Amazon.com holds contests every year entitled the Amazon Robotics Challenge, where academics and graduate students compete for prize money to help automate warehouse jobs with robots.  The technology gets a little more clever each year.  “They now use neural networks, a form of artificial intelligence that helps robots learn to recognize objects with less human programming.”  The good news is that there might be lots of work for technologists.

The bad news is that this could take a bite of decent-paying warehouse jobs.  In the US, there are about 950,000 warehouse and storage-industry jobs with an average wage of about $20 per hour.  Those jobs are threatened.

But a more pressing concern would be trucking.  Self-driving cars are already starting to make an appearance on the roads.  For trucking, the change will happen more quickly according to a Guardian article.  The decision to go driverless with trucking is a corporate decision, not a consumer decision like with driverless personal automobiles.  The financial motivation is extremely favorable to use self-driving trucks. “The potential saving to the freight transportation industry is estimated to be $168bn annually… [including savings from] labor ($70bn), fuel efficiency ($35bn), productivity ($27bn) and accidents ($36bn)…”  The trucker’s wage is similar to that of warehouse workers, but there are far more jobs at stake.  There are 3.5 million truckers in the United States, and the drivers themselves spend a lot of money at road stops, hotels, and diners.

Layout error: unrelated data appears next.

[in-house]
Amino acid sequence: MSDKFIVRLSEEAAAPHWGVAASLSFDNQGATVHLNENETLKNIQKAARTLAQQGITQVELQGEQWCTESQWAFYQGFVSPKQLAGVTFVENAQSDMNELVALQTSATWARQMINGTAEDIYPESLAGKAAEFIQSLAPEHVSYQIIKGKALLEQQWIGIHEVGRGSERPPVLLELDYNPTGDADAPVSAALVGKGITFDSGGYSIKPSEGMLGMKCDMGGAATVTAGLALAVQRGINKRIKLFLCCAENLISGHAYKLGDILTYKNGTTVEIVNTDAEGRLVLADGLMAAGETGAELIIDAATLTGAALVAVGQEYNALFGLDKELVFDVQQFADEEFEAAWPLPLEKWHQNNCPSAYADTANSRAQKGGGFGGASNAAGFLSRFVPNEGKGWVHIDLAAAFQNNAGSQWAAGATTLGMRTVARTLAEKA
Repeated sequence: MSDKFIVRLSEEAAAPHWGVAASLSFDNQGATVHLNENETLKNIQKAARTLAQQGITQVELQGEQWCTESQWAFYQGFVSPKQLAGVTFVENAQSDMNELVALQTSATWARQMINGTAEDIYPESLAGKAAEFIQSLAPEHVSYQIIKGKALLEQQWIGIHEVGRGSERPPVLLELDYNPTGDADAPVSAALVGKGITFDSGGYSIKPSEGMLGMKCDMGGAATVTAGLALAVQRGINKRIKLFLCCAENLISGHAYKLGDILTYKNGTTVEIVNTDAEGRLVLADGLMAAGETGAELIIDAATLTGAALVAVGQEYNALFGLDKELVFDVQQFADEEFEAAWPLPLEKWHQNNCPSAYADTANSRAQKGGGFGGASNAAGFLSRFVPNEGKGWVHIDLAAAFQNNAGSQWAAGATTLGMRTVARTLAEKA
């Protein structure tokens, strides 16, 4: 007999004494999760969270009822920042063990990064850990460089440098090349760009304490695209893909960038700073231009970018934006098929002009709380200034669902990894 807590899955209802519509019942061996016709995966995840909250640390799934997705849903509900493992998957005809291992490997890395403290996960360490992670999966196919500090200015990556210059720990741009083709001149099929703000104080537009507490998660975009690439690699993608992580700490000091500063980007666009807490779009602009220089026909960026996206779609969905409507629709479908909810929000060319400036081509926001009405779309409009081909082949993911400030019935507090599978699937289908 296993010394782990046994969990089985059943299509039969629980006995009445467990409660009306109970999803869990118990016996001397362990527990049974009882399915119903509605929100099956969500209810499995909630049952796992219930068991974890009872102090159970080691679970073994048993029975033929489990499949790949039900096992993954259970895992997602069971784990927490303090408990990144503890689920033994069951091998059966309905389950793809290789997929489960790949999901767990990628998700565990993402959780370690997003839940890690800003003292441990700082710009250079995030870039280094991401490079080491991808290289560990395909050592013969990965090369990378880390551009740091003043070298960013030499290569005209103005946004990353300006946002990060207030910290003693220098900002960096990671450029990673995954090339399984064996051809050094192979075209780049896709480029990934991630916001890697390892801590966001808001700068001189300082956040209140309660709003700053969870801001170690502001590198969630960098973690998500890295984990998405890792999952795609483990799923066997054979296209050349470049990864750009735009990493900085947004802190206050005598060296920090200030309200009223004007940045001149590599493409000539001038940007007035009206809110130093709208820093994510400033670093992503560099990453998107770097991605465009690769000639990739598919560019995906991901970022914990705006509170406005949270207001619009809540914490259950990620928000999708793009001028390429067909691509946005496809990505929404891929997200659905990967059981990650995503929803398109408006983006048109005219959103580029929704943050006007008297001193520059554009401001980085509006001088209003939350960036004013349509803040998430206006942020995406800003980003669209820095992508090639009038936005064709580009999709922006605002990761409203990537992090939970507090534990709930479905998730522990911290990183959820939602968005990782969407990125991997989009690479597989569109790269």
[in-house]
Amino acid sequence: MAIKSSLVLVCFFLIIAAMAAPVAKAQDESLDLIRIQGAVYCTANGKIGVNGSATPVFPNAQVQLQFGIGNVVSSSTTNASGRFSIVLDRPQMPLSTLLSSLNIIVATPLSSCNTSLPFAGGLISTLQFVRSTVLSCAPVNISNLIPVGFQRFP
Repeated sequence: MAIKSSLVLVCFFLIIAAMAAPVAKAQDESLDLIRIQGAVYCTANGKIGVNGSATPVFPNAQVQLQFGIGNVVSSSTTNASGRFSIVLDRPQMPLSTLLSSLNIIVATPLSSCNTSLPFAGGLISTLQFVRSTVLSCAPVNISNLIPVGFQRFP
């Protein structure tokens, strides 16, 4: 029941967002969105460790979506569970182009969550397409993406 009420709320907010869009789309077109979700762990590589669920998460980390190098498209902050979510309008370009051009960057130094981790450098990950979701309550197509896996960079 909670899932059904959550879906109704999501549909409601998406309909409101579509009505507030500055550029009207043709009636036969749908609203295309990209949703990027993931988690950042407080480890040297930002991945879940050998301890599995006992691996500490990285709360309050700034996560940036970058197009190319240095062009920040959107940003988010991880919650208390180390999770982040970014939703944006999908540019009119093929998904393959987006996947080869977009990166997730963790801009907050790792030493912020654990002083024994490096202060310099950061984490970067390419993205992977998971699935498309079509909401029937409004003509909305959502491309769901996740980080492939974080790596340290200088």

Now, if you work in finance or information technology this might not concern you so much.  Technologies are created, investments made, money saved, and we’re better off on average.  But in human resources we know that the unemployed are our people.  We terminate them, we screen them when they apply for jobs, we help them with problems if we know them personally, and occasionally the we ourselves are the unemployed.  We think about them a lot.  We don’t always show it, but frankly we have to care or we die inside.

Thankfully, people have started to talk more openly about the broad-based social disruption that Artificial Intelligence may have.  In the Guardian article on trucking, there are calls for a Universal Basic Income, direct payments to everyone regardless of how well they have fared in a disrupted labour market.  There may be other policy concerns as well, such as improved access to training and education.  Of course, these are government-funded solutions which seem obvious to me.

There is still a persisting risk that the disruption will be misattributed to an outside factor.  If the technology-based job losses are blamed on immigrants, environmental regulations, or the abandonment of tradition, I can’t foresee broad democratic support for government solutions or the embracing of change.  And this spells trouble for the very business interests whose success relies on the rule of law, stable diplomacy, and a diverse workforce who are engaged to stay productive.

Peeking Into the Future of Job Elimination

Google Glass. Byi Karlis Dambrans.
Google Glass.  Photo courtesy of Karlis Dambrans.

There is increased speculation that artificial intelligence (AI) will increasingly replace the work of humans over the medium to long term.  Already, AI is performing well at the world-class tournament levels in such games as Chess and Go, the latter of which was a major breakthrough.  What about actual jobs?